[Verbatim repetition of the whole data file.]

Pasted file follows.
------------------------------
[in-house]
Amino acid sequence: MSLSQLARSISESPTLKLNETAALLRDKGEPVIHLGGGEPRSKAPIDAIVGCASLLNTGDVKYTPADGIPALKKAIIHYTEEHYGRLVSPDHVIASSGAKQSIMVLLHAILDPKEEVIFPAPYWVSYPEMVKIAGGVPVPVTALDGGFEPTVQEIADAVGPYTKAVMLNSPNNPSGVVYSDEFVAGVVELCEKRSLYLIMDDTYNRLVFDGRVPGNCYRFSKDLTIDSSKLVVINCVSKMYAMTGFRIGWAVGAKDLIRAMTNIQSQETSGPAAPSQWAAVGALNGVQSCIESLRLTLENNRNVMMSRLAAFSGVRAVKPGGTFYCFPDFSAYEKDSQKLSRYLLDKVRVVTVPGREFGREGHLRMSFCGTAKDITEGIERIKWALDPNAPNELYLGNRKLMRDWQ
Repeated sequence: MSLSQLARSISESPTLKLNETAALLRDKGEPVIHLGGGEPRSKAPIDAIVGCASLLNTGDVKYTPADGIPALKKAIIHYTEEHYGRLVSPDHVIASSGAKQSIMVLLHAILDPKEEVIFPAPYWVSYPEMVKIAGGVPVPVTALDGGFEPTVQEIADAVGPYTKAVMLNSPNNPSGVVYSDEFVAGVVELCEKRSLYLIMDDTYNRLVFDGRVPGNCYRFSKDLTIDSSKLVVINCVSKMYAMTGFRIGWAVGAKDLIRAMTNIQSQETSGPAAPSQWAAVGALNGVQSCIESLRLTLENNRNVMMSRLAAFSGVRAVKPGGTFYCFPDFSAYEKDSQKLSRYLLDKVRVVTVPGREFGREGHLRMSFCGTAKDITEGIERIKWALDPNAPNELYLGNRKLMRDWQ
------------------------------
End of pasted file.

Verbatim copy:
[in-house]
Amino acid sequence: MSLSQLARSISESPTLKLNETAALLRDKGEPVIHLGGGEPRSKAPIDAIVGCASLLNTGDVKYTPADGIPALKKAIIHYTEEHYGRLVSPDHVIASSGAKQSIMVLLHAILDPKEEVIFPAPYWVSYPEMVKIAGGVPVPVTALDGGFEPTVQEIADAVGPYTKAVMLNSPNNPSGVVYSDEFVAGVVELCEKRSLYLIMDDTYNRLVFDGRVPGNCYRFSKDLTIDSSKLVVINCVSKMYAMTGFRIGWAVGAKDLIRAMTNIQSQETSGPAAPSQWAAVGALNGVQSCIESLRLTLENNRNVMMSRLAAFSGVRAVKPGGTFYCFPDFSAYEKDSQKLSRYLLDKVRVVTVPGREFGREGHLRMSFCGTAKDITEGIERIKWALDPNAPNELYLGNRKLMRDWQ
Repeated sequence: MSLSQLARSISESPTLKLNETAALLRDKGEPVIHLGGGEPRSKAPIDAIVGCASLLNTGDVKYTPADGIPALKKAIIHYTEEHYGRLVSPDHVIASSGAKQSIMVLLHAILDPKEEVIFPAPYWVSYPEMVKIAGGVPVPVTALDGGFEPTVQEIADAVGPYTKAVMLNSPNNPSGVVYSDEFVAGVVELCEKRSLYLIMDDTYNRLVFDGRVPGNCYRFSKDLTIDSSKLVVINCVSKMYAMTGFRIGWAVGAKDLIRAMTNIQSQETSGPAAPSQWAAVGALNGVQSCIESLRLTLENNRNVMMSRLAAFSGVRAVKPGGTFYCFPDFSAYEKDSQKLSRYLLDKVRVVTVPGREFGREGHLRMSFCGTAKDITEGIERIKWALDPNAPNELYLGNRKLMRDWQ